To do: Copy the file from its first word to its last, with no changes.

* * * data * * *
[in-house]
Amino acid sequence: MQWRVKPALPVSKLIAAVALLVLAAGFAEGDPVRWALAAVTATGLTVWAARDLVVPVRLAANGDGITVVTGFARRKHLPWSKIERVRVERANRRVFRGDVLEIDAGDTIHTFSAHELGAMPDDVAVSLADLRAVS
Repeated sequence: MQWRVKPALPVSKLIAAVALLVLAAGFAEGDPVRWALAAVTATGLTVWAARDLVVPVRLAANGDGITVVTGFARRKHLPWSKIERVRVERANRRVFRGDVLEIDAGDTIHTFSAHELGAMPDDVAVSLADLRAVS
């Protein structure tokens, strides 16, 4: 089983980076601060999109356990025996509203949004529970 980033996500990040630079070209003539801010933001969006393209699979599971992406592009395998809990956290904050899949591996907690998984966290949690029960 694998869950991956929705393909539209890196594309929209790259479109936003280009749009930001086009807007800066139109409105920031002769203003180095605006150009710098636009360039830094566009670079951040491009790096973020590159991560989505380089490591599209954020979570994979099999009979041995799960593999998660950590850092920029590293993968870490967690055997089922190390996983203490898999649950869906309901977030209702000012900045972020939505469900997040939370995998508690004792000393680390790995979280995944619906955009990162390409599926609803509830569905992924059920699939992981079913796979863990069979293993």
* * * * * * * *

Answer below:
[in-house]
Amino acid sequence: MQWRVKPALPVSKLIAAVALLVLAAGFAEGDPVRWALAAVTATGLTVWAARDLVVPVRLAANGDGITVVTGFARRKHLPWSKIERVRVERANRRVFRGDVLEIDAGDTIHTFSAHELGAMPDDVAVSLADLRAVS
Repeated sequence: MQWRVKPALPVSKLIAAVALLVLAAGFAEGDPVRWALAAVTATGLTVWAARDLVVPVRLAANGDGITVVTGFARRKHLPWSKIERVRVERANRRVFRGDVLEIDAGDTIHTFSAHELGAMPDDVAVSLADLRAVS
């Protein structure tokens, strides 16, 4: 089983980076601060999109356990025996509203949004529970 980033996500990040630079070209003539801010933001969006393209699979599971992406592009395998809990956290904050899949591996907690998984966290949690029960 694998869950991956929705393909539209890196594309929209790259479109936003280009749009930001086009807007800066139109409105920031002769203003180095605006150009710098636009360039830094566009670079951040491009790096973020590159991560989505380089490591599209954020979570994979099999009979041995799960593999998660950590850092920029590293993968870490967690055997089922190390996983203490898999649950869906309901977030209702000012900045972020939505469900997040939370995998508690004792000393680390790995979280995944619906955009990162390409599926609803509830569905992924059920699939992981079913796979863990069979293993």